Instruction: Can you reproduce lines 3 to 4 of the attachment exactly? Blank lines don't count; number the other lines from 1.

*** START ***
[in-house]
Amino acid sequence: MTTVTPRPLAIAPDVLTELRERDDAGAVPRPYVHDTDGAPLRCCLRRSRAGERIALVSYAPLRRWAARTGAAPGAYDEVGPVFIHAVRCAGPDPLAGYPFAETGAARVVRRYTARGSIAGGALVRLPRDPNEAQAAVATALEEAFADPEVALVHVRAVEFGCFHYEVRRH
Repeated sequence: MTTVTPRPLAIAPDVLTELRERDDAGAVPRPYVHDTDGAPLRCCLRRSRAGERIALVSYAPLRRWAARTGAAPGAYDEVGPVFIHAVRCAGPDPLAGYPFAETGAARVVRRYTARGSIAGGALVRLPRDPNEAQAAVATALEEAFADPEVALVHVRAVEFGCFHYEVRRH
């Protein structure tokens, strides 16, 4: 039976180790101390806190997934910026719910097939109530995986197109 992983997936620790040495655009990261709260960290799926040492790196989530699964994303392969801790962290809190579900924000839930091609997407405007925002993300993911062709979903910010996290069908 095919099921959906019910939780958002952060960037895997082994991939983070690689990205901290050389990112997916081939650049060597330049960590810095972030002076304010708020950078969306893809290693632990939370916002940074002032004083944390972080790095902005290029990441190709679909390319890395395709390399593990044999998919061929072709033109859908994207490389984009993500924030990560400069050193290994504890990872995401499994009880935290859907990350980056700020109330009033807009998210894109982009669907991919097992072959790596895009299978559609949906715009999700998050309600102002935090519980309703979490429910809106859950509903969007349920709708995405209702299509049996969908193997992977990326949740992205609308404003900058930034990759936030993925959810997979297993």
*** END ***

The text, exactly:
Repeated sequence: MTTVTPRPLAIAPDVLTELRERDDAGAVPRPYVHDTDGAPLRCCLRRSRAGERIALVSYAPLRRWAARTGAAPGAYDEVGPVFIHAVRCAGPDPLAGYPFAETGAARVVRRYTARGSIAGGALVRLPRDPNEAQAAVATALEEAFADPEVALVHVRAVEFGCFHYEVRRH
């Protein structure tokens, strides 16, 4: 039976180790101390806190997934910026719910097939109530995986197109 992983997936620790040495655009990261709260960290799926040492790196989530699964994303392969801790962290809190579900924000839930091609997407405007925002993300993911062709979903910010996290069908 095919099921959906019910939780958002952060960037895997082994991939983070690689990205901290050389990112997916081939650049060597330049960590810095972030002076304010708020950078969306893809290693632990939370916002940074002032004083944390972080790095902005290029990441190709679909390319890395395709390399593990044999998919061929072709033109859908994207490389984009993500924030990560400069050193290994504890990872995401499994009880935290859907990350980056700020109330009033807009998210894109982009669907991919097992072959790596895009299978559609949906715009999700998050309600102002935090519980309703979490429910809106859950509903969007349920709708995405209702299509049996969908193997992977990326949740992205609308404003900058930034990759936030993925959810997979297993």